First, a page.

SCIENTIA GEOGRAPHICA SINICA ›› 2019, Vol. 39 ›› Issue (1): 107-115.doi: 10.13249/j.cnki.sgs.2019.01.012

• Orginal Article • Previous Articles     Next Articles

Spatial Pattern of Urban Resident’s C2C Online Consumption in China: Feasibility of Innovation Diffusion Hypothesis and Efficiency Hypothesis

Kunbo Shi1,2,Yongchun Yang1(),Rui Shao2,Enlong Li1,Wei Zhang1,Tian Yuan1   

  1. 1. College of Earth and Environmental Sciences, Lanzhou University, Lanzhou 730000, Gansu, China
    2. Department of Geography, Ghent University, Ghent 9000, Belgium
  • Received:2017-12-08 Revised:2018-02-04 Online:2019-01-10 Published:2019-01-10
  • Supported by:
    National Natural Science Foundation of China(41571155)


Consumer’s e-shopping behavior has a pervasive effect on urban physical commerce. To provide a clear insight into understanding of the spatial reconstruction of physical commerce in information era, it becomes a key issue for geographers to investigate the spatial distribution of online consumption. To date, plenty of studies have enriched our understanding by focusing on the key issue, and two hypotheses are proposed. The first is innovation diffusion hypothesis, which states that residents in highly urbanized cities are more likely to adopt e-shopping, because they are always younger, better educated, more affluent, and better internet skills. The second is efficiency hypothesis, which agrees that residents in low urbanized cities are more likely to adopt e-shopping, because they always face a spatial constraint of lower accessibility to stores. However, two hypotheses seem to be opposing to each other, and it is unknown that which hypothesis is reasonable in China. Taking Consumer-to-Consumer (C2C) e-commerce of Chinese prefecture-level cities as research objects, this paper attempts to explore the relationship between urbanization level and resident's online consumption likelihood. The result indicates that: 1) The spatial distribution of resident's online consumption follows a hierarchy of decreasing from the east coast areas to the inland areas in China. In particular, two outstanding cores with more consumption share have emerged in the Yangtze River Delta and the Pearl River Delta respectively. And several secondary cores have emerged in Zhengzhou, Wuhan, Chengdu, Xi’an, and so forth. Furthermore, based on Hot Spot Analysis in GIS, a significant agglomeration area is identified in the southeast of China, which represents that there are many cities with high index of online consumption clustering. A significant agglomeration area is also identified in the northwest of China, which represents that there are many cities with low index of online consumption clustering. 2) The proportion of young people, the level of income and the development level of conventional commerce have a promotion effect on resident's online consumption. However, the accessibility level of urban public transportation has an inhibition effect on resident's online consumption. 3) The part concepts of innovation diffusion hypothesis and efficiency hypothesis are reasonable for explaining the spatial pattern of resident's online consumption in China. However, innovation diffusion hypothesis is more reasonable, since the residents who live in highly urbanized cities contribute more online consumption share in China. Given that C2C e-commerce has a substitution effect on urban conventional commerce, east coast cities will suffer more from the reconstruction effect of e-commerce. Thus, the development gap of urban conventional commerce between east coast areas and inland areas, to some extent, will be narrowed in a long run.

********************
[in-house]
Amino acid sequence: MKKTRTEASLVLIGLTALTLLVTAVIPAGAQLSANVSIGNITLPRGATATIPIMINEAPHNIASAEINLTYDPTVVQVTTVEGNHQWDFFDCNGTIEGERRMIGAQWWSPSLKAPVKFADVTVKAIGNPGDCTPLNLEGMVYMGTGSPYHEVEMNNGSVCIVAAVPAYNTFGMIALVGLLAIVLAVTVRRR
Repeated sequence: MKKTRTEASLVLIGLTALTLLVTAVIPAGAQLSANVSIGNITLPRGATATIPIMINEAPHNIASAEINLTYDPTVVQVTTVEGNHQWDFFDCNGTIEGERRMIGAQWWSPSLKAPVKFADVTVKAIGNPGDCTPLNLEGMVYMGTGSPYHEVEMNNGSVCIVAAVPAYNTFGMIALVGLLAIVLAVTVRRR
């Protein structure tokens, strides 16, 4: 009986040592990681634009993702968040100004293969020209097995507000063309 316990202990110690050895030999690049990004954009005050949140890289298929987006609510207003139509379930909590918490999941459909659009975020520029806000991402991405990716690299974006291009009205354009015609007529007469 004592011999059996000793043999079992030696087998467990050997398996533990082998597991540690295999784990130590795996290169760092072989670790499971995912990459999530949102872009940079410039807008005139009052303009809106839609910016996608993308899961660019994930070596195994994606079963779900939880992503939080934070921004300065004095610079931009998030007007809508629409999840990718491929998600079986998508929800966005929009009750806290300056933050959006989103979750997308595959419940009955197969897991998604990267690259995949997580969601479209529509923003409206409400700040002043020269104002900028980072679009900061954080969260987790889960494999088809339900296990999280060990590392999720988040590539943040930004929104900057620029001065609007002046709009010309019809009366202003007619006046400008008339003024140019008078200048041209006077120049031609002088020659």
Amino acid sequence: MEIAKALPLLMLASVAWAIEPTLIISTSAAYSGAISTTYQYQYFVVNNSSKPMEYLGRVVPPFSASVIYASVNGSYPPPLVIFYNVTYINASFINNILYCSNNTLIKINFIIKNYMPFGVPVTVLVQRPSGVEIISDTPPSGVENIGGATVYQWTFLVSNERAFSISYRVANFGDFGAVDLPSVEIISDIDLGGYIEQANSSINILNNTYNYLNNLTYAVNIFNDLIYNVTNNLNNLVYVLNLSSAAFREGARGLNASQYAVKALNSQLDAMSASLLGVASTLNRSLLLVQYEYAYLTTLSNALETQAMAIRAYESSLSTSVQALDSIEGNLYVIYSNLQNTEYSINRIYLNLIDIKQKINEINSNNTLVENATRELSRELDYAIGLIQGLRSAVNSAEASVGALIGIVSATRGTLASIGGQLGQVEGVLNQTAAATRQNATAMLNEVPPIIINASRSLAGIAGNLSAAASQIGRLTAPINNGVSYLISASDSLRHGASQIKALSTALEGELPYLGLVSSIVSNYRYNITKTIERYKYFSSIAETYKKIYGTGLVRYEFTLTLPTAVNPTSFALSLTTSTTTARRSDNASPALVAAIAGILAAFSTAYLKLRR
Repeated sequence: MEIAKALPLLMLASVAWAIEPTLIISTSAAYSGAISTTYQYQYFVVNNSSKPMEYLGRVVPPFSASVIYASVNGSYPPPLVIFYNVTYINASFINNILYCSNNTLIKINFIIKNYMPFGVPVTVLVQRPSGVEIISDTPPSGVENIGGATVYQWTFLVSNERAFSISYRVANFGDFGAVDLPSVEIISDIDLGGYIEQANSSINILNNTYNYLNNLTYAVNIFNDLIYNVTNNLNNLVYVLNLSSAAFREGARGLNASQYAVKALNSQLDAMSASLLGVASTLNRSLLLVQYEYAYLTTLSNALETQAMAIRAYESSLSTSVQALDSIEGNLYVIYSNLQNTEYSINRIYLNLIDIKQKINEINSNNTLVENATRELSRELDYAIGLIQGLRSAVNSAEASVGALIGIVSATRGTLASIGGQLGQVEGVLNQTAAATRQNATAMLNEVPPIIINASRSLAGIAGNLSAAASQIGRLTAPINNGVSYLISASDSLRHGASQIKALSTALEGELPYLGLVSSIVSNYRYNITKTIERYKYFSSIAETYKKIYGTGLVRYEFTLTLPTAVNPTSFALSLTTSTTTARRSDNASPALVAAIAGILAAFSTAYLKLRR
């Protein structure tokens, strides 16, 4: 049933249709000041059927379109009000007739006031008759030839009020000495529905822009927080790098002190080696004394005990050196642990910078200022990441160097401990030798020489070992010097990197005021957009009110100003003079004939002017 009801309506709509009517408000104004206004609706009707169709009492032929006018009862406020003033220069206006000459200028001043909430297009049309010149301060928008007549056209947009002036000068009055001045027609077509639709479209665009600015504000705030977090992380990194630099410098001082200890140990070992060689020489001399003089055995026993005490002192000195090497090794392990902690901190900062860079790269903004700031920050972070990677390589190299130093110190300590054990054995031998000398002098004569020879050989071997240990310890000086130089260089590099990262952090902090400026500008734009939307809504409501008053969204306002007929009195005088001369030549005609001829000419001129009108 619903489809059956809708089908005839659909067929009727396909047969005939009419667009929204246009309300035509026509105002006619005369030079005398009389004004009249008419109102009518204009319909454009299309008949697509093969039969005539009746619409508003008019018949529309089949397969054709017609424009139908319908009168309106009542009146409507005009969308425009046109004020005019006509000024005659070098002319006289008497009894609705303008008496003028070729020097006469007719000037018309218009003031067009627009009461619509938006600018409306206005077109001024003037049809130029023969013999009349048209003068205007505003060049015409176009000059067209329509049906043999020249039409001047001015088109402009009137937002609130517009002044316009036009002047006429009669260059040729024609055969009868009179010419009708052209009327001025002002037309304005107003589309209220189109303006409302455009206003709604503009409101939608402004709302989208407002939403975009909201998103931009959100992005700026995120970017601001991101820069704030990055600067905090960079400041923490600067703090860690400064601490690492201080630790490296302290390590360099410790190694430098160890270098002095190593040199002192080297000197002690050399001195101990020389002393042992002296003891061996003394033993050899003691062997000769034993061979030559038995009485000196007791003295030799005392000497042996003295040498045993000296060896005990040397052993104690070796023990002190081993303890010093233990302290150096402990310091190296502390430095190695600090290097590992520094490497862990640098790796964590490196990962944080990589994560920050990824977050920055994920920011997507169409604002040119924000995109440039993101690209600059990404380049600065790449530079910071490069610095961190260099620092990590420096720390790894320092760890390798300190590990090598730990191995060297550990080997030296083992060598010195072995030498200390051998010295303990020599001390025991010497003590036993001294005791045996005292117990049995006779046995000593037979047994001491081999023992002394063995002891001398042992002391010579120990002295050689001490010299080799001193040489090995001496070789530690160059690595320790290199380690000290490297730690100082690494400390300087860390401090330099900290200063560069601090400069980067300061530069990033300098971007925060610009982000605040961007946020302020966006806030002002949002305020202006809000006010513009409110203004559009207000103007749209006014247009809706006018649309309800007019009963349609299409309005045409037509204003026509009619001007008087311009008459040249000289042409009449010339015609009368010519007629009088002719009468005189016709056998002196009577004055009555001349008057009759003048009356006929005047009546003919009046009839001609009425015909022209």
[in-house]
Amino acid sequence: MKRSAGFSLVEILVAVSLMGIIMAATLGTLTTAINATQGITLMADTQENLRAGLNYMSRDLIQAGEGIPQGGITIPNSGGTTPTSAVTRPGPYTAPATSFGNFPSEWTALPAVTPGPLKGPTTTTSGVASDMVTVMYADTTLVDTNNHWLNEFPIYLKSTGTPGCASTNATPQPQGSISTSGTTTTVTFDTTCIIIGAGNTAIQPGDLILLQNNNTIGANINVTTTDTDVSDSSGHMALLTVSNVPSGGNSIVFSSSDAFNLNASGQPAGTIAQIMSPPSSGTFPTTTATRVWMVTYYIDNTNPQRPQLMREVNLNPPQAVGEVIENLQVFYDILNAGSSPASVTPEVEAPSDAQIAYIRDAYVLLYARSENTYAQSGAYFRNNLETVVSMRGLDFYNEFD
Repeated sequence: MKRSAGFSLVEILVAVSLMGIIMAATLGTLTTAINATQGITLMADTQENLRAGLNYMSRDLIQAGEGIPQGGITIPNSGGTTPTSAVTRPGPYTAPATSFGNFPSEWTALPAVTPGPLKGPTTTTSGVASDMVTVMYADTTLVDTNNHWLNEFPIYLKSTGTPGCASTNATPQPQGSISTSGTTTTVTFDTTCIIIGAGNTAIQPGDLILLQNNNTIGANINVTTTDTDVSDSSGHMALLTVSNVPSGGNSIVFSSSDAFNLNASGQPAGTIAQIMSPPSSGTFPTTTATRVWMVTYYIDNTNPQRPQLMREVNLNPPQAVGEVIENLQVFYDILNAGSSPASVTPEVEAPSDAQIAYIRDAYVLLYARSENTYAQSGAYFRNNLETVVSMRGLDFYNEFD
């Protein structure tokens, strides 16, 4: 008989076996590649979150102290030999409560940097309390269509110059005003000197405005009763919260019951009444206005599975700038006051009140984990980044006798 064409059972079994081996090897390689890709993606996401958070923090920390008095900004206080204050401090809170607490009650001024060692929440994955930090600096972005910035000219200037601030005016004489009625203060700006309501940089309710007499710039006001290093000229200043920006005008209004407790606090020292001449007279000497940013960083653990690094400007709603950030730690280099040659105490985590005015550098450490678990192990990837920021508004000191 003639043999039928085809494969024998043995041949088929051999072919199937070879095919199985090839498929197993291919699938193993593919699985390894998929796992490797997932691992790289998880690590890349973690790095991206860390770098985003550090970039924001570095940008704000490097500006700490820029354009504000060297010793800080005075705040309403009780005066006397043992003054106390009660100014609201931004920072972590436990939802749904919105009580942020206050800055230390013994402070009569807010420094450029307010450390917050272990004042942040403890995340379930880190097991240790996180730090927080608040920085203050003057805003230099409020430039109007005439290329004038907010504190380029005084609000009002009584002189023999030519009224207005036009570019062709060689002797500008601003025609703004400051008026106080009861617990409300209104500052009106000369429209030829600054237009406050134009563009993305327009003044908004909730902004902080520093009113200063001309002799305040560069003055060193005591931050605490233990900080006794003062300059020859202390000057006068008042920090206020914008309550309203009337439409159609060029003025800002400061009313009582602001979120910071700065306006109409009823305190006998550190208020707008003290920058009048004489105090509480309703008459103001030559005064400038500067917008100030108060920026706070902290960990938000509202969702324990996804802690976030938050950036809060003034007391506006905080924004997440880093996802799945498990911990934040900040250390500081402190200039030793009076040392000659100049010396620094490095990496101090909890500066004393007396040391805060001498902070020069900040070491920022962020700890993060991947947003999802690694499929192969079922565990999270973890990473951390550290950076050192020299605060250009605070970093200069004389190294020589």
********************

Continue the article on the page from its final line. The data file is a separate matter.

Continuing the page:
Key words: information & communication technologies;, online consumption, innovation diffusion hypothesis, efficiency hypothesis, China

CLC Number: 

  • F713.36/K902